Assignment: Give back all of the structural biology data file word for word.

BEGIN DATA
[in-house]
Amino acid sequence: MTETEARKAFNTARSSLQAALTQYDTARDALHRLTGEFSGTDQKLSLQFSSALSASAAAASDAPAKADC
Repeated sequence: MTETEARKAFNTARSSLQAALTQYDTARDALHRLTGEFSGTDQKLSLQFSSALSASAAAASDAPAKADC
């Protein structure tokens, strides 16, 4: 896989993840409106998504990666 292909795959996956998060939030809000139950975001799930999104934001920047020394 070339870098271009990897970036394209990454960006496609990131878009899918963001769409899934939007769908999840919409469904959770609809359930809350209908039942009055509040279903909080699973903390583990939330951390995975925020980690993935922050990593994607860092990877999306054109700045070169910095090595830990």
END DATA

[in-house]
Amino acid sequence: MTETEARKAFNTARSSLQAALTQYDTARDALHRLTGEFSGTDQKLSLQFSSALSASAAAASDAPAKADC
Repeated sequence: MTETEARKAFNTARSSLQAALTQYDTARDALHRLTGEFSGTDQKLSLQFSSALSASAAAASDAPAKADC
């Protein structure tokens, strides 16, 4: 896989993840409106998504990666 292909795959996956998060939030809000139950975001799930999104934001920047020394 070339870098271009990897970036394209990454960006496609990131878009899918963001769409899934939007769908999840919409469904959770609809359930809350209908039942009055509040279903909080699973903390583990939330951390995975925020980690993935922050990593994607860092990877999306054109700045070169910095090595830990």